Keep the Vegetables Submerged Under Water
Fermentation causes veggies to float to the top of the jar, and this is one of the ways to keep white Kahm yeast from showing up on your cultured vegetables – keep them submerged under the water where the good bacteria and acidifying bacteria keep this problem at bay. However, I’m gonna shoot straight with you. I never worry about this very much. This bubbling means that little microbes are doing their job fermenting my food and I love watching it. So what I usually do when I see they are rising above the water is simply open the jar and push them down with a spoon. Then I close the jar and leave them to do their thing. I really don’t worry about it much because my veggies don’t develop this yeast very often.
Reusing Your Brine
I’ve only ever seen Kahm yeast when I tried culturing veggies using the brine from store-bought cultured veggies. They almost always get kahm yeast when I do this, because they don’t use added cultures and the bacteria are not very strong. Once you begin to culture your own vegetables, you absolutely can use the brine or juice from one cultured veggie to add to a new batch. But keep in mind that over time the levels of good bacteria diminish so this can cause it to develop the Kahm yeast, and then you’ll need to use a new culture.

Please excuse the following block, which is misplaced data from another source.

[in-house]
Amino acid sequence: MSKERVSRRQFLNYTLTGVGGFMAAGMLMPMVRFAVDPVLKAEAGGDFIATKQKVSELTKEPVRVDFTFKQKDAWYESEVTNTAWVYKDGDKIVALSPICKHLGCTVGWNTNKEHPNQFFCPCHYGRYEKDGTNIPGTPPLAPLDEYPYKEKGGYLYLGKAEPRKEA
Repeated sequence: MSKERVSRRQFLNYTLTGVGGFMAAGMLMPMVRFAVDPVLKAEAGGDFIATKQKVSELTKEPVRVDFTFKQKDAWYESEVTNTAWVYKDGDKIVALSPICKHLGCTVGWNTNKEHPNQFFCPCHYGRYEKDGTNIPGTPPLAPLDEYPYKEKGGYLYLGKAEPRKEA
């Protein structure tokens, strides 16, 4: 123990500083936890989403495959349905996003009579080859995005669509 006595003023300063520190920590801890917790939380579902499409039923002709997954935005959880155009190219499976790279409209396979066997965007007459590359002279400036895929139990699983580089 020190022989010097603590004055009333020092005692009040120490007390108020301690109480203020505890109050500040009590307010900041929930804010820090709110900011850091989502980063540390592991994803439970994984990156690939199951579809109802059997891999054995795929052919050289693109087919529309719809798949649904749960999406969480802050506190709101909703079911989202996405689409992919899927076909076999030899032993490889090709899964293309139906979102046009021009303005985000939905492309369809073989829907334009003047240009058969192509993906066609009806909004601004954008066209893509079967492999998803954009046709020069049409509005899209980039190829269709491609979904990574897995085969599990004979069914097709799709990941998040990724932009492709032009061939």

Making Your Vegetables in an Airlock Vessel
Airlock lids can also help with any Kahm yeast and is very effective but not foolproof. If your veggies aren’t fresh or your culture isn’t strong enough there can still be problems. An airlock vessel gives you less problems than other vessels. The vegetables seem to be protected better from exposure to air which can cause the vegetables to turn brown or develop kahm yeast.It also works well to keep your veggies crunchy and crisp and tasting delicious! If you like an airlock lid check out this link. Airlock vessels and jars
Temperature is something that can change how your cultures ferment and letting them ferment in a cooler temperature is helpful if you’re having problems with Kahm yeast (as seen in this picture). Cultured vegetables like it a little cooler – between 63 and 80 degrees Fahrenheit. If they do get Kahm yeast on them, simply scrape it off and place them in the fridge. The cooler temperature can often cause the yeast to stop developing.
Time and salt
Only ferment your vegetables the minimum recommended time on your counter, which is six to seven days for cabbage ferments and three days for other veggies like pickles, tomatoes, and carrots. Adding salt also inhibits the growth of undesirable pathogens, including yeasts and other microorganisms. Too much salt won’t allow lactic acid fermentation to occur fully, but too little salt can result in off flavors or mushy vegetables and improper fermentation.